Yesterday, I took a great walk around my mom’s neighborhood (and beyond). In this area, there are always lots of people out getting exercise, so I passed quite a few folks during my hour-long adventure. I even passed someone I know I’ve seen in the movies. I said hello, she smiled and kept on going. The joy of living in L.A. 🙂
As I was going, I noticed something pretty quickly. Almost universally, every time I passed someone, they put their heads and eyes down and didn’t acknowledge me. When I’m in Maryland, people want to stop and talk, which doesn’t make for the best exercise experience, but in the end, I enjoy it. Back to my story… After a few minutes of passing these heads and eyes down people, I got to thinking. Why don’t these people acknowledge one another? Are they afraid, or just too busy with their own thoughts?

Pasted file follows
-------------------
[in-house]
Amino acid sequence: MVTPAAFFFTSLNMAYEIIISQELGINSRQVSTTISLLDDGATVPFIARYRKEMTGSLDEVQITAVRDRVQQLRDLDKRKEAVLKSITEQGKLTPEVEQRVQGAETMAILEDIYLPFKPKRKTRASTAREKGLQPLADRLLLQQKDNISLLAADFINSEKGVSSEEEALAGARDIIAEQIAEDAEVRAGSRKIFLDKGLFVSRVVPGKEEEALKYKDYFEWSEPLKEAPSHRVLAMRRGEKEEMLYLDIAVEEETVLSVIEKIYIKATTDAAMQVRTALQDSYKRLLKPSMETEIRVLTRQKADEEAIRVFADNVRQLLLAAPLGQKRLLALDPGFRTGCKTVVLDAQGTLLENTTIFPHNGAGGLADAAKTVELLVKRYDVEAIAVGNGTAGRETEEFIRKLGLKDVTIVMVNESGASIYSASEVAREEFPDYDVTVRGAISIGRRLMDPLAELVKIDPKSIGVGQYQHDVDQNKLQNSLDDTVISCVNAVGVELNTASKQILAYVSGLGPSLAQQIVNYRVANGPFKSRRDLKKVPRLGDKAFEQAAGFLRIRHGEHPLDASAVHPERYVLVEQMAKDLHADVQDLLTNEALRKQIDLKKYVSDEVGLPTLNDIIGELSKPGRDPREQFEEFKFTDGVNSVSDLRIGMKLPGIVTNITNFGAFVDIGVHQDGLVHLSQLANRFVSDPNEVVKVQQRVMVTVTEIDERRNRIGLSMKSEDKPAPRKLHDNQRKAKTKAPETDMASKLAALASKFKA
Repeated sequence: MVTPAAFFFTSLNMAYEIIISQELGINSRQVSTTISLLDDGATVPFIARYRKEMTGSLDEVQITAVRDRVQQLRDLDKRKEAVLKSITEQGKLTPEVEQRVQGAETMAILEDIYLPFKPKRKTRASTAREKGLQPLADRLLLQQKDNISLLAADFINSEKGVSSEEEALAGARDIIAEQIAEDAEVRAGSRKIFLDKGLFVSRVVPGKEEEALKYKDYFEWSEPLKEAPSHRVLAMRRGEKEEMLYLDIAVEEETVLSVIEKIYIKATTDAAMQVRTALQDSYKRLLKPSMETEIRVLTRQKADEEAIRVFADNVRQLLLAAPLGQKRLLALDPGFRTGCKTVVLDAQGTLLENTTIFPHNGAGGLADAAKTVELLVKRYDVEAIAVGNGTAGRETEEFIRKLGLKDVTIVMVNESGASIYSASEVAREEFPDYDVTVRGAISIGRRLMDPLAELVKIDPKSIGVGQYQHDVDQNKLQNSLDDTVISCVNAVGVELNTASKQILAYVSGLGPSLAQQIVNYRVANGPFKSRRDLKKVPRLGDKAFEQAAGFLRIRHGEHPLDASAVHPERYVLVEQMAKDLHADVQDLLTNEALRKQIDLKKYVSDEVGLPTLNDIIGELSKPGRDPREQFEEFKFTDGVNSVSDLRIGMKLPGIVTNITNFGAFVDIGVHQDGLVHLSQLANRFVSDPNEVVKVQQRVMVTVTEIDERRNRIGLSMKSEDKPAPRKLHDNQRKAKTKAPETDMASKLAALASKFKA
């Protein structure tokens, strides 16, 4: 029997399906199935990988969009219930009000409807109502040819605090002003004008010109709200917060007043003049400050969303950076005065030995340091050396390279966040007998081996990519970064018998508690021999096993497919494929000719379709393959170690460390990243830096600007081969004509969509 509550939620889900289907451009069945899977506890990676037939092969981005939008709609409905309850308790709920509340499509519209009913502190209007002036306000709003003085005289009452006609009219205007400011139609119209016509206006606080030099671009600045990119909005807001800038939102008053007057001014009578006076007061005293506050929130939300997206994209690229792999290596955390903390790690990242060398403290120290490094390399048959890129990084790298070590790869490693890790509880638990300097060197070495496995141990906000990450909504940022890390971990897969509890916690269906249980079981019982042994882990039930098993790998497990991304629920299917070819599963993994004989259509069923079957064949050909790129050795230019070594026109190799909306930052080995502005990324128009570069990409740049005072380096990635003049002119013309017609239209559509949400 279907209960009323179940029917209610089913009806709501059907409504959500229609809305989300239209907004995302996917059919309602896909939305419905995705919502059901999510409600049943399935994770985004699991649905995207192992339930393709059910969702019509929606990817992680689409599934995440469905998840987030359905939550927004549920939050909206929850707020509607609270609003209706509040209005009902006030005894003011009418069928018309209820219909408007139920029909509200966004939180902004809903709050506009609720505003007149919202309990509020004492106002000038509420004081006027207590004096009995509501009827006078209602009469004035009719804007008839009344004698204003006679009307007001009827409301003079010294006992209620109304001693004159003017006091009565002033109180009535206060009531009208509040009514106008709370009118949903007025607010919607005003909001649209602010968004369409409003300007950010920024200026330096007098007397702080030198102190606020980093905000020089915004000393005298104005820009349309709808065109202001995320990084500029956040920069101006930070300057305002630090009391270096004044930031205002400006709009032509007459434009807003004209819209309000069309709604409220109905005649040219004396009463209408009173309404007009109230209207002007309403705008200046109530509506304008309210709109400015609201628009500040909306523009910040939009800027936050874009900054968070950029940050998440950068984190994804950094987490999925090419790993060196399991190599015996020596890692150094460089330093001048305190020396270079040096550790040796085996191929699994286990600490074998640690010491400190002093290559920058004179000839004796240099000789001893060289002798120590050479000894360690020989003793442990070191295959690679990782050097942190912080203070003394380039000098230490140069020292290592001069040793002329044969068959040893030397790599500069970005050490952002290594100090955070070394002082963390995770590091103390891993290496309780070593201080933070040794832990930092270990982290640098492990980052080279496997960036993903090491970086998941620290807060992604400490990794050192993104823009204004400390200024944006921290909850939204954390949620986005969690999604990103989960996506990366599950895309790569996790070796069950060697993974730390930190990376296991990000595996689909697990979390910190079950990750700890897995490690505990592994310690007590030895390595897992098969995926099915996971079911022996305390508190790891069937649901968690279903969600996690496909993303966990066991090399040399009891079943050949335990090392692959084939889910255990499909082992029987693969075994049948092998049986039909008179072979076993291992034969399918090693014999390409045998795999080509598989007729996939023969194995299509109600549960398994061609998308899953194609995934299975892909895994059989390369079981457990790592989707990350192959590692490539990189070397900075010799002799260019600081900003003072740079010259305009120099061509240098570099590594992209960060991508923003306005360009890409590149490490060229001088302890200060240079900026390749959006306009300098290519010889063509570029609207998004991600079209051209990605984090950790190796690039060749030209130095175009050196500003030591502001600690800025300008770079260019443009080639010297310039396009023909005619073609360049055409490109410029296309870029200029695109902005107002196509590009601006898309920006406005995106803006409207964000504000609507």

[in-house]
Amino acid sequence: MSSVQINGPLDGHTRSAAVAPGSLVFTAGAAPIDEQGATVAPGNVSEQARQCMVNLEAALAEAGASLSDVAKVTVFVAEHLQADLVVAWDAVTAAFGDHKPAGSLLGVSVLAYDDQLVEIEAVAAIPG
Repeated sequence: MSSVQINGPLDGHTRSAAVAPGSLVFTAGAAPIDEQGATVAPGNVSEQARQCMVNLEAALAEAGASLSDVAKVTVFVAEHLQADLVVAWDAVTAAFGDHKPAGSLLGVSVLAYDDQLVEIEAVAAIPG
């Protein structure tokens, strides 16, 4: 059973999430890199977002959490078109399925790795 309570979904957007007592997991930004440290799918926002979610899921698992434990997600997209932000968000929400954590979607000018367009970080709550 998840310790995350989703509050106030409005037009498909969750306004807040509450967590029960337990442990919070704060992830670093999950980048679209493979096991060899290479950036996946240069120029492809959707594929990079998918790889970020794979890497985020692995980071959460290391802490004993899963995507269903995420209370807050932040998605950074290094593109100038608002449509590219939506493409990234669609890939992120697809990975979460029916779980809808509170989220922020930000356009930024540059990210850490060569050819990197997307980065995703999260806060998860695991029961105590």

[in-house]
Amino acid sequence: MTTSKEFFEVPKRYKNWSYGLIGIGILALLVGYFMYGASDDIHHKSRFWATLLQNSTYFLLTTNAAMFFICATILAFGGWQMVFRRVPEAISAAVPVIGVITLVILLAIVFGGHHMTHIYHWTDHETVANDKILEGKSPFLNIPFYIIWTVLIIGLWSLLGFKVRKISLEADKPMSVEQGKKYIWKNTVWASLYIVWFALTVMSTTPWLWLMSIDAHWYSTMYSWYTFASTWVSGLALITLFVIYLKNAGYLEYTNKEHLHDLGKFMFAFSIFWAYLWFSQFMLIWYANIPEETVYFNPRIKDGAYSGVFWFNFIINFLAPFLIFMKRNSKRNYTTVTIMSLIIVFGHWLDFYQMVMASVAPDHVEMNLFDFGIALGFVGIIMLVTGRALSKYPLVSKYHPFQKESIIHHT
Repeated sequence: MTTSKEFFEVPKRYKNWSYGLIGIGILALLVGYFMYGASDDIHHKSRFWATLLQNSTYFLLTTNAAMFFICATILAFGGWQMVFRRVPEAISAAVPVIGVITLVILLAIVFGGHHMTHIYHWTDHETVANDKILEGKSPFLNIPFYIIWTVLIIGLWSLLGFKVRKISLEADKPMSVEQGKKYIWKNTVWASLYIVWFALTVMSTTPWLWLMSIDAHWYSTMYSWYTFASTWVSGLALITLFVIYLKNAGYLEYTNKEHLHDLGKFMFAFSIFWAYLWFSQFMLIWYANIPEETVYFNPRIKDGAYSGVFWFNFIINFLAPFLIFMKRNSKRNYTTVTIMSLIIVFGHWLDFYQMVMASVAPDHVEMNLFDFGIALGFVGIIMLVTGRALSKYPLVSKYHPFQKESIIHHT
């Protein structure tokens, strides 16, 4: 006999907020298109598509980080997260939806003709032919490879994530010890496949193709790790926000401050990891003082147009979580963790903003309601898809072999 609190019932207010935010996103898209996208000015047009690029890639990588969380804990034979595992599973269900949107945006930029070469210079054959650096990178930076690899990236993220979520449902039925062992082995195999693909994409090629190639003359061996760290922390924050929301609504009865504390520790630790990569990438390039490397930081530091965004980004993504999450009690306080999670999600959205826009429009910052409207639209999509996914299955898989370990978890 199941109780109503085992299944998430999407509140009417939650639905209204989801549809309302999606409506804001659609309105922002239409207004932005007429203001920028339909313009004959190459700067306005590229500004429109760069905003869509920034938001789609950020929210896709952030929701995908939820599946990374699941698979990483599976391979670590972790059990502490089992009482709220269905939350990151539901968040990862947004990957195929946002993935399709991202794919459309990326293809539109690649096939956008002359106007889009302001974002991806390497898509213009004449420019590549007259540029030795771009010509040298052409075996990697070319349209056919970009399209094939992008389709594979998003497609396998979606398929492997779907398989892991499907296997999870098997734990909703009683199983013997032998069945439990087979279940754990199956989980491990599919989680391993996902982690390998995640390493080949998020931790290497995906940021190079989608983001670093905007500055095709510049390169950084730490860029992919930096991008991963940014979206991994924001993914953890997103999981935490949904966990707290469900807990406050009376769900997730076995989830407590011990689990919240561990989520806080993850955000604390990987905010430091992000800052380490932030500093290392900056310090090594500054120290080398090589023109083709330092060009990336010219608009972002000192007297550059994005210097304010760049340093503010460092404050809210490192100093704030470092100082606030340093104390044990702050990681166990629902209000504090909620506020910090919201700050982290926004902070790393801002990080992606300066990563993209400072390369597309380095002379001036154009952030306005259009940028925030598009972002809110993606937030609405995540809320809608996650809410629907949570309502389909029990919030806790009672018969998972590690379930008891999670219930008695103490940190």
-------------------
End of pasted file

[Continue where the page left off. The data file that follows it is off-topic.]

In many ways, it’s sad that we live in these times. We don’t really take the time to know our co-workers, our neighbors, or maybe even our friends. We all swim in a big pond of superficiality, just hoping to make it to the other side without getting hurt/discouraged/invested. Is that the way things are supposed to be?
After about ten minutes of walking, I decided in my mind that I’d acknowledge every person, regardless of whether I got a response. It felt good to do it, since I guess it was more about me than about them.
And then, it happened. When I was nearly back at my mom’s house, I had to cross a major intersection. Coming from the opposite direction was someone who appeared to be a homeless woman, carrying her possessions in two big bags. As we were about to pass each other, I put my own head and eyes down. When we were side by side, she looked at me and said hello.
Here I was judging everybody else, and just when it was my turn to step to the plate, I struck out. This was a valuable lesson for me, and I hope you might turn it in to one for you too.
Let’s not be so tough on others without looking at ourselves as well. When I’m out for my walk today, I hope I can be a bit more consistent with my smiles and hellos. For somebody that I pass, it might be the only acknowledgment they get.